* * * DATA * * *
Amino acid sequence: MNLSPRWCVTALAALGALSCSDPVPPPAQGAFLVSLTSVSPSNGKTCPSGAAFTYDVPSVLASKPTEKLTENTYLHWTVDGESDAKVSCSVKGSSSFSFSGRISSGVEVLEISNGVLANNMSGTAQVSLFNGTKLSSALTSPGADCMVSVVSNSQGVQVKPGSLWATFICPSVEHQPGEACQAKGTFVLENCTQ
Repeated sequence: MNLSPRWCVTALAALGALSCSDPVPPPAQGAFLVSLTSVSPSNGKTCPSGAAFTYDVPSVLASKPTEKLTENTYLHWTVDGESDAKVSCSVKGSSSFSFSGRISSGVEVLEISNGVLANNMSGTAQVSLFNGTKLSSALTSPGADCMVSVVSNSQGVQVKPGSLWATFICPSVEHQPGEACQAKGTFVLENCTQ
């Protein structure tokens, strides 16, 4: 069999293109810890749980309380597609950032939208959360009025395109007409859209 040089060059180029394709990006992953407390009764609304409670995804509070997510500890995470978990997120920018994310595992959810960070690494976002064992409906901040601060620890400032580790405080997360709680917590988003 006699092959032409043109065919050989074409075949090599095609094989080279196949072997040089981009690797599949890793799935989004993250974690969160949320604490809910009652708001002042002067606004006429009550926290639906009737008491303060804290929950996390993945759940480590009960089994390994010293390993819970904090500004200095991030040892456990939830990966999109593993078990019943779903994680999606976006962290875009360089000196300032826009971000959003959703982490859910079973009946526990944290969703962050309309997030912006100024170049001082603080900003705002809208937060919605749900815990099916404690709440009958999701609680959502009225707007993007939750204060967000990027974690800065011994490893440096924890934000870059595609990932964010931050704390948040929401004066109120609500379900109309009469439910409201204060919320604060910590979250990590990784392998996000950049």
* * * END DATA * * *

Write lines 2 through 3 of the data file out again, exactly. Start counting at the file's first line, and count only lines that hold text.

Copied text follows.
Repeated sequence: MNLSPRWCVTALAALGALSCSDPVPPPAQGAFLVSLTSVSPSNGKTCPSGAAFTYDVPSVLASKPTEKLTENTYLHWTVDGESDAKVSCSVKGSSSFSFSGRISSGVEVLEISNGVLANNMSGTAQVSLFNGTKLSSALTSPGADCMVSVVSNSQGVQVKPGSLWATFICPSVEHQPGEACQAKGTFVLENCTQ
């Protein structure tokens, strides 16, 4: 069999293109810890749980309380597609950032939208959360009025395109007409859209 040089060059180029394709990006992953407390009764609304409670995804509070997510500890995470978990997120920018994310595992959810960070690494976002064992409906901040601060620890400032580790405080997360709680917590988003 006699092959032409043109065919050989074409075949090599095609094989080279196949072997040089981009690797599949890793799935989004993250974690969160949320604490809910009652708001002042002067606004006429009550926290639906009737008491303060804290929950996390993945759940480590009960089994390994010293390993819970904090500004200095991030040892456990939830990966999109593993078990019943779903994680999606976006962290875009360089000196300032826009971000959003959703982490859910079973009946526990944290969703962050309309997030912006100024170049001082603080900003705002809208937060919605749900815990099916404690709440009958999701609680959502009225707007993007939750204060967000990027974690800065011994490893440096924890934000870059595609990932964010931050704390948040929401004066109120609500379900109309009469439910409201204060919320604060910590979250990590990784392998996000950049």